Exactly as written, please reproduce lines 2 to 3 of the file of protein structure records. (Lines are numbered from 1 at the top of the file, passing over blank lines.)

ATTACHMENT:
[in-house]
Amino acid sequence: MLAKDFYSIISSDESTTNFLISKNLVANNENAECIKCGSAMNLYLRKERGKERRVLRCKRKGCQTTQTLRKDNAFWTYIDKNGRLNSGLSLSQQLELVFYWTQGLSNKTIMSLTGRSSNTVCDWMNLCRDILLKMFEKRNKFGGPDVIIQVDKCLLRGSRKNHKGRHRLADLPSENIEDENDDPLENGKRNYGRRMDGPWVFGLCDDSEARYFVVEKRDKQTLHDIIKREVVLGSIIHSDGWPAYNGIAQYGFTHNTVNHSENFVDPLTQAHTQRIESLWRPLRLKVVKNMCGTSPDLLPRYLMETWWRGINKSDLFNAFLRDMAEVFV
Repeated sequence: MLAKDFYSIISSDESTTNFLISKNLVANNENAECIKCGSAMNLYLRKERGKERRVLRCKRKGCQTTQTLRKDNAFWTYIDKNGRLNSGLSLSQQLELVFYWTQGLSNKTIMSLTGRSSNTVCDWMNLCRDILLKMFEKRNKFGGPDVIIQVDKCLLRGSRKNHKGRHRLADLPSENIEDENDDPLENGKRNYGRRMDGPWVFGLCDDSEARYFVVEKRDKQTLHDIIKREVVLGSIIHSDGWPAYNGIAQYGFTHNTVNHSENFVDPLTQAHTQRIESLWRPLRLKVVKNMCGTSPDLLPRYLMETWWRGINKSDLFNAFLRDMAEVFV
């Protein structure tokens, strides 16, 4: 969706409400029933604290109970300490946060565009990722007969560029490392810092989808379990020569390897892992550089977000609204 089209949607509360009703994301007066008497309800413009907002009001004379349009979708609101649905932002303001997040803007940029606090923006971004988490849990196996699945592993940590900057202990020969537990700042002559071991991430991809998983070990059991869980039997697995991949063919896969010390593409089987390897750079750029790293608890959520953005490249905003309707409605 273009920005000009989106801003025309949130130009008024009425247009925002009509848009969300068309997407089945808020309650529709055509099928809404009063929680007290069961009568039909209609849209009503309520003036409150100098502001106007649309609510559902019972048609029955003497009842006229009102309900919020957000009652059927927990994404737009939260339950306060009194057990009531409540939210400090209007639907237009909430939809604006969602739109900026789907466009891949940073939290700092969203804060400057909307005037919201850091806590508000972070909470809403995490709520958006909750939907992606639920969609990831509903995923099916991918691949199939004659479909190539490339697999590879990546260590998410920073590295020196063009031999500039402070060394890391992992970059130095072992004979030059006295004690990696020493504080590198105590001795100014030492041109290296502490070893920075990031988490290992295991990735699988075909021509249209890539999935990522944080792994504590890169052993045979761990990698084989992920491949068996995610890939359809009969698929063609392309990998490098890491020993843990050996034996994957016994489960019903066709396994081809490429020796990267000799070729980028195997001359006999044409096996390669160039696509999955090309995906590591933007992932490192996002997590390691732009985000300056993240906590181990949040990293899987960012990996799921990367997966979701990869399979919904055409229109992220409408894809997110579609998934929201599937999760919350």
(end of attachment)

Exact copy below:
Amino acid sequence: MLAKDFYSIISSDESTTNFLISKNLVANNENAECIKCGSAMNLYLRKERGKERRVLRCKRKGCQTTQTLRKDNAFWTYIDKNGRLNSGLSLSQQLELVFYWTQGLSNKTIMSLTGRSSNTVCDWMNLCRDILLKMFEKRNKFGGPDVIIQVDKCLLRGSRKNHKGRHRLADLPSENIEDENDDPLENGKRNYGRRMDGPWVFGLCDDSEARYFVVEKRDKQTLHDIIKREVVLGSIIHSDGWPAYNGIAQYGFTHNTVNHSENFVDPLTQAHTQRIESLWRPLRLKVVKNMCGTSPDLLPRYLMETWWRGINKSDLFNAFLRDMAEVFV
Repeated sequence: MLAKDFYSIISSDESTTNFLISKNLVANNENAECIKCGSAMNLYLRKERGKERRVLRCKRKGCQTTQTLRKDNAFWTYIDKNGRLNSGLSLSQQLELVFYWTQGLSNKTIMSLTGRSSNTVCDWMNLCRDILLKMFEKRNKFGGPDVIIQVDKCLLRGSRKNHKGRHRLADLPSENIEDENDDPLENGKRNYGRRMDGPWVFGLCDDSEARYFVVEKRDKQTLHDIIKREVVLGSIIHSDGWPAYNGIAQYGFTHNTVNHSENFVDPLTQAHTQRIESLWRPLRLKVVKNMCGTSPDLLPRYLMETWWRGINKSDLFNAFLRDMAEVFV